A Prussian ducat from 1803 is considered one of the greatest rarities among 19th century German coins.
There are only two known examples, one of which is in a Berlin museum, so it was no surprise that there was considerable pre-sale buzz when coin specialist Künker in Osnabrück offered the other one in his June 18-22 sale with an estimate of €75,000.
It came from the remarkable collection of Carl Vogel (1923-2006), a Hamburg academic and one-time president of the University of Fine Arts, that contained almost every German coin issued between 1806 and 1871.
The ducat was coined under King Frederick William III (1770-1840) and is adorned with the arms of the Prussian royal family. The inscription on the reverse gives an exact description of the origin of the gold used - "Reines Gold aus der Fürstenzeche" (Pure gold from the princely mine).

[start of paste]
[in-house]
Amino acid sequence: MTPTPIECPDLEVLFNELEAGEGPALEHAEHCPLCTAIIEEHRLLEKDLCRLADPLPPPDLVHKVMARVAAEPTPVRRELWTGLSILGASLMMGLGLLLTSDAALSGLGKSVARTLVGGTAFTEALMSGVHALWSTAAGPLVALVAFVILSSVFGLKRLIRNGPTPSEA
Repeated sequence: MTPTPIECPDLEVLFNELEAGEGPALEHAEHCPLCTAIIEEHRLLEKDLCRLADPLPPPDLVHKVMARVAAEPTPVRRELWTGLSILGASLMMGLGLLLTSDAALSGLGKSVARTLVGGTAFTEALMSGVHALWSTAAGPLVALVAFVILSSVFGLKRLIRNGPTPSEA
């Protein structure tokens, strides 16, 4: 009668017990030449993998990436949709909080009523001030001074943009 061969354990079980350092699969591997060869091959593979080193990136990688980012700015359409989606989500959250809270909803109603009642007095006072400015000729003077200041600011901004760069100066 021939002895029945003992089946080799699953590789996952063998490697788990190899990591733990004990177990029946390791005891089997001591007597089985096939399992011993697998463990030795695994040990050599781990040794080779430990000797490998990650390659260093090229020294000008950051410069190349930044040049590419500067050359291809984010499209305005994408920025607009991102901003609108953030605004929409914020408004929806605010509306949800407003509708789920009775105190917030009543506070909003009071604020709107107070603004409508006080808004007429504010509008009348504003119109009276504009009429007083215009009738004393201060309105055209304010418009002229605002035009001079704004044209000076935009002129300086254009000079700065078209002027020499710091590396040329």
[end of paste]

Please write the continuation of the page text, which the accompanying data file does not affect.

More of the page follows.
It came from the appropriately named Bavarian town of Goldkronach. Although gold and silver had been mined there since the 14th century, many of the mines had fallen into disrepair.
There was a short-lived revival after the town came under Prussian jurisdiction in 1792, but the quantities found remained very small, and in the 1920s gold-mining was finally abandoned there.
The bidding started at €80,000 and advanced rapidly and after a very short time a telephone bidder saw off the international competition with his offer of €160,000 (£125,760).
The buyer's premium was 15%